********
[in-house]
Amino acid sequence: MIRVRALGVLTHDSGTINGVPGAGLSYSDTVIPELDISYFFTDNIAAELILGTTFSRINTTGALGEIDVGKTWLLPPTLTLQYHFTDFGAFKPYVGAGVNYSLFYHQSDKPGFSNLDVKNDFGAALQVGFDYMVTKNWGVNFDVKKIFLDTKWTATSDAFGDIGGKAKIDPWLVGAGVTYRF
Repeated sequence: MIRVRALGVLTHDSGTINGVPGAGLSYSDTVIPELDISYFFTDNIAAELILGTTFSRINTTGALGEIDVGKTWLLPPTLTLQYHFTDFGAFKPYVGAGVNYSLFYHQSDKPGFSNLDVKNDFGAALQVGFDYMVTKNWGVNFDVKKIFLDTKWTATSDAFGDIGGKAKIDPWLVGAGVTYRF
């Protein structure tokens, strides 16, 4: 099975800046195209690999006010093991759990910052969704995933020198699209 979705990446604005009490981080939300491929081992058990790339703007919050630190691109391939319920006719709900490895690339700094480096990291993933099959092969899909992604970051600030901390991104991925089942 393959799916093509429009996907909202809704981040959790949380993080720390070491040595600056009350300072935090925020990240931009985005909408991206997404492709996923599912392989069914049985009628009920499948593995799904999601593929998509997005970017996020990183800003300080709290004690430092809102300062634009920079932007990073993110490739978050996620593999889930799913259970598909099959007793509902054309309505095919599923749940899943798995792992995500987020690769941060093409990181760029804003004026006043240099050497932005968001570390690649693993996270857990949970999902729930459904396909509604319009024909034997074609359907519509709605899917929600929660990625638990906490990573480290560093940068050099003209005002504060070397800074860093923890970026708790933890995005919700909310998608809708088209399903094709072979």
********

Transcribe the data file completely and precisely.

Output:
[in-house]
Amino acid sequence: MIRVRALGVLTHDSGTINGVPGAGLSYSDTVIPELDISYFFTDNIAAELILGTTFSRINTTGALGEIDVGKTWLLPPTLTLQYHFTDFGAFKPYVGAGVNYSLFYHQSDKPGFSNLDVKNDFGAALQVGFDYMVTKNWGVNFDVKKIFLDTKWTATSDAFGDIGGKAKIDPWLVGAGVTYRF
Repeated sequence: MIRVRALGVLTHDSGTINGVPGAGLSYSDTVIPELDISYFFTDNIAAELILGTTFSRINTTGALGEIDVGKTWLLPPTLTLQYHFTDFGAFKPYVGAGVNYSLFYHQSDKPGFSNLDVKNDFGAALQVGFDYMVTKNWGVNFDVKKIFLDTKWTATSDAFGDIGGKAKIDPWLVGAGVTYRF
């Protein structure tokens, strides 16, 4: 099975800046195209690999006010093991759990910052969704995933020198699209 979705990446604005009490981080939300491929081992058990790339703007919050630190691109391939319920006719709900490895690339700094480096990291993933099959092969899909992604970051600030901390991104991925089942 393959799916093509429009996907909202809704981040959790949380993080720390070491040595600056009350300072935090925020990240931009985005909408991206997404492709996923599912392989069914049985009628009920499948593995799904999601593929998509997005970017996020990183800003300080709290004690430092809102300062634009920079932007990073993110490739978050996620593999889930799913259970598909099959007793509902054309309505095919599923749940899943798995792992995500987020690769941060093409990181760029804003004026006043240099050497932005968001570390690649693993996270857990949970999902729930459904396909509604319009024909034997074609359907519509709605899917929600929660990625638990906490990573480290560093940068050099003209005002504060070397800074860093923890970026708790933890995005919700909310998608809708088209399903094709072979």